Open access

Introductory Chapter: Plasma Chemistry for Better CO2 Conversion

Written By

Nikolay Britun and Tiago Silva

Submitted: September 11th, 2018 Published: November 22nd, 2018

DOI: 10.5772/intechopen.81921

Chapter metrics overview

1,106 Chapter Downloads

View Full Metrics

1. Preface

The aim of this book is to cover recent advances in the field of plasma chemistry and, in particular, to explore the role of low-temperature discharges for efficient greenhouse gas conversion, synthesis of valuable chemicals, potential fuel production, and storage.

Low-temperature plasmas produced by electric discharges represent unique non-equilibrium state of matter where electrons possess much higher temperatures than neutrals and ions. This distinctive feature opens new possibilities for production of highly reactive species in a chemically rich environment close to the room temperature in the wide range of gas pressure, which may vary from mTorr range to a fraction of atmosphere. Moreover, the discharge conditions far from thermodynamic equilibrium may further intensify the “traditional” chemical processes, which normally happen without plasma.

Low-temperature discharges are deeply related to a large number of important technologies with extraordinary societal and environmental benefits. For example, since the second half of the nineteenth century, low-temperature plasma has been used to improve the microelectronics industry [1]. Indeed, these discharges are able to provide ion fluxes that are responsible for surface modifications by sputtering, etching, activation, and deposition, which are of a critical importance for the development of any micro device. Other domains in which low-temperature plasmas play an important role involve light sources [2], lasers [3], sterilization of biological samples [4], etc. All of these technologies make important contributions to the development of the modern society.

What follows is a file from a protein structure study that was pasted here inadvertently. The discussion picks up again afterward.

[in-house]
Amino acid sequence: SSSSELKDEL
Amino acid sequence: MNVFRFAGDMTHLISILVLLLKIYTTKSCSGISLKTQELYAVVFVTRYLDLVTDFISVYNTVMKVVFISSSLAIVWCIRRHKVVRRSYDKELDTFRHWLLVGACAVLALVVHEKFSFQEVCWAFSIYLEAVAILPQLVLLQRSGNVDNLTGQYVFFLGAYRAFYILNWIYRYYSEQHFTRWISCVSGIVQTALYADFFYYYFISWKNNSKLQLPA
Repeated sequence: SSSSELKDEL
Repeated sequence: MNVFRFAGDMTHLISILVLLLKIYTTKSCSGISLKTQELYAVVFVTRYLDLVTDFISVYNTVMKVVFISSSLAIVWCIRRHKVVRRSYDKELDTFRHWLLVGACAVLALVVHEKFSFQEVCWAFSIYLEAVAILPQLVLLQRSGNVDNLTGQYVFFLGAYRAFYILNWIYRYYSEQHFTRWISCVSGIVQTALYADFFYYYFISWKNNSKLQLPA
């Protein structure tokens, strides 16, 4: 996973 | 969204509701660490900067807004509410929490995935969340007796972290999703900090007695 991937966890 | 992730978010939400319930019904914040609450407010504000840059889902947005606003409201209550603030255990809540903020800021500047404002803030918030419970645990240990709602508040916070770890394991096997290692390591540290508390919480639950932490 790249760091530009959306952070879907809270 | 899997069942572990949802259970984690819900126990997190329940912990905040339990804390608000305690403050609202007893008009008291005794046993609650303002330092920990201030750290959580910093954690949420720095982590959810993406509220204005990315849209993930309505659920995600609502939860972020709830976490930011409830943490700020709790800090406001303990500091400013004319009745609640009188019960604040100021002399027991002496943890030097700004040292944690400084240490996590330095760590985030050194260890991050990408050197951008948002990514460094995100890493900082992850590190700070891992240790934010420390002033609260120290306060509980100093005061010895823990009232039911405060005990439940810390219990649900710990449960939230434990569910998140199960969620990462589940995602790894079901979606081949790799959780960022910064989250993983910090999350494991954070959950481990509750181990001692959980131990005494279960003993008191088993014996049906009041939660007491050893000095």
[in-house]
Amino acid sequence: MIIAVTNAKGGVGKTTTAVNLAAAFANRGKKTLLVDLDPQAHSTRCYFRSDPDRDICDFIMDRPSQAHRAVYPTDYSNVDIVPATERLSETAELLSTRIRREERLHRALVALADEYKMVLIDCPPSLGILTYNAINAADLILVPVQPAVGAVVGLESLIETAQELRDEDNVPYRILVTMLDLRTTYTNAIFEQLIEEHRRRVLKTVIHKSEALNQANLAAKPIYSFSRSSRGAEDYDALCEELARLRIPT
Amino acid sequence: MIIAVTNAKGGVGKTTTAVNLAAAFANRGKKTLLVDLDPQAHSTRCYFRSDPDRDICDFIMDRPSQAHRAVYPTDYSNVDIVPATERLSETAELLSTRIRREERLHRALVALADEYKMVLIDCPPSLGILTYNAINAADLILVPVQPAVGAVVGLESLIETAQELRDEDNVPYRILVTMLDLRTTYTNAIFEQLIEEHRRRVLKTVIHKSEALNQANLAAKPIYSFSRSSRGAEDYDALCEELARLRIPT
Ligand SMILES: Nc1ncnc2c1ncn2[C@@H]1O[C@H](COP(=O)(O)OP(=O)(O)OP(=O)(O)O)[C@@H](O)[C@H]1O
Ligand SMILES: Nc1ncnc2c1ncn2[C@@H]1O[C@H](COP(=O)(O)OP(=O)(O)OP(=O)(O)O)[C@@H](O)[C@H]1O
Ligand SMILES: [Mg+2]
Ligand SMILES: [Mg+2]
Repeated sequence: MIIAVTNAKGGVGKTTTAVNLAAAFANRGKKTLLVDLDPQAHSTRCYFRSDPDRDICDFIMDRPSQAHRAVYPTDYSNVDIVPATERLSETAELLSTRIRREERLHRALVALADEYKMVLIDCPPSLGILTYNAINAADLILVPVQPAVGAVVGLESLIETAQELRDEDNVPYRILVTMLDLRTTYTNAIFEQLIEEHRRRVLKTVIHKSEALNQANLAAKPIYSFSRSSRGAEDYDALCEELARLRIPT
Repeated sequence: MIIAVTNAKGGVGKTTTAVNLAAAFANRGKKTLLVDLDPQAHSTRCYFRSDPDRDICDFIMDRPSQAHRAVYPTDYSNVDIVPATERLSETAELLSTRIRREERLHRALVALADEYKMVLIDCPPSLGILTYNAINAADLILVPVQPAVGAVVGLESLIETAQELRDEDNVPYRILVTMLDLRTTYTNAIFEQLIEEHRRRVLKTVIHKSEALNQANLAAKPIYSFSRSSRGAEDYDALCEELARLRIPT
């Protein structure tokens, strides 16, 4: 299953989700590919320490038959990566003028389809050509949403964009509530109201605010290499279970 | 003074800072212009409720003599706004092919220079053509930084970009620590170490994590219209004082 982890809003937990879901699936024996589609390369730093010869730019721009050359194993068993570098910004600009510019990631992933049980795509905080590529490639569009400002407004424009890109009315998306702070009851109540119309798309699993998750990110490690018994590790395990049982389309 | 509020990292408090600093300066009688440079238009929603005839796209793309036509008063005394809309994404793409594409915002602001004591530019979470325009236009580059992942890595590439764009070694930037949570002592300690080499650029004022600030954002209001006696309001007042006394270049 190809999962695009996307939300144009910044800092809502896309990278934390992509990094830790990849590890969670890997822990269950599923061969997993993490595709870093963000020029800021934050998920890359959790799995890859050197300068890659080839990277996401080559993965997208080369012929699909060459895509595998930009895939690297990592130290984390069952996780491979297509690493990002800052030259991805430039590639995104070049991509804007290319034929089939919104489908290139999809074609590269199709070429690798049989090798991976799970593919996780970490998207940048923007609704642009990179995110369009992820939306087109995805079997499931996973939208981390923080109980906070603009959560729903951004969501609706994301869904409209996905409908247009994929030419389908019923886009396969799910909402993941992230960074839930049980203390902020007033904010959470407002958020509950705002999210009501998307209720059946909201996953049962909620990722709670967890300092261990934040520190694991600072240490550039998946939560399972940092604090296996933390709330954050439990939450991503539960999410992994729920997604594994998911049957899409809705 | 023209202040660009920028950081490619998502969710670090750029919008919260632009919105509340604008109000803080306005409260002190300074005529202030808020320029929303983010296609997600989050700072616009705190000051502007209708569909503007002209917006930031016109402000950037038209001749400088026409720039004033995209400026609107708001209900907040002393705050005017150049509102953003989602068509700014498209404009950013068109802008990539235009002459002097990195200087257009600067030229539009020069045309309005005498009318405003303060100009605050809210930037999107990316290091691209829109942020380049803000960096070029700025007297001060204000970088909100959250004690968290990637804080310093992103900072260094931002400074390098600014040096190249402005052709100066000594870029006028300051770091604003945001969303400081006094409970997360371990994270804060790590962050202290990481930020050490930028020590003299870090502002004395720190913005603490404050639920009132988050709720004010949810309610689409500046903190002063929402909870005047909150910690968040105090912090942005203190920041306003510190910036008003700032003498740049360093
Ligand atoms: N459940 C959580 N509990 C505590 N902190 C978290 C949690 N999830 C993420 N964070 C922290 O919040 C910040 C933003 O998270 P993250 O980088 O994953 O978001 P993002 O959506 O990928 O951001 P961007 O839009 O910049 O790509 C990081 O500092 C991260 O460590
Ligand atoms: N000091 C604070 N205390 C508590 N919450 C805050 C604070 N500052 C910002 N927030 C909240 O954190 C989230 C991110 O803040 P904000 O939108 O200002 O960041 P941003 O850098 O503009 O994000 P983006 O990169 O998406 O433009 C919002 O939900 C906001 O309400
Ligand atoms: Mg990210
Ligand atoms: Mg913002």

2. Historical remarks

The use of low-temperature plasmas for chemical conversion of the greenhouse gases has a rich history and can be traced back to the 1970s–1980s, namely, to the research related to CO2 transformation into the valuable chemicals conducted in the former USSR (see [5] and therein). During this period the experimental and theoretical background on the plasma-chemical processes has been mainly understood (see [6] and therein). Interestingly, it was already estimated theoretically that the limit of the energy efficiency of CO2 decomposition (term defined in the following chapters) in microwave discharges can reach about 43% in the equilibrium regime and about 80% in the non-equilibrium regime [5]. The corresponding experimental results related to these efficiencies have shown excellent agreement with the estimates [5, 6, 7].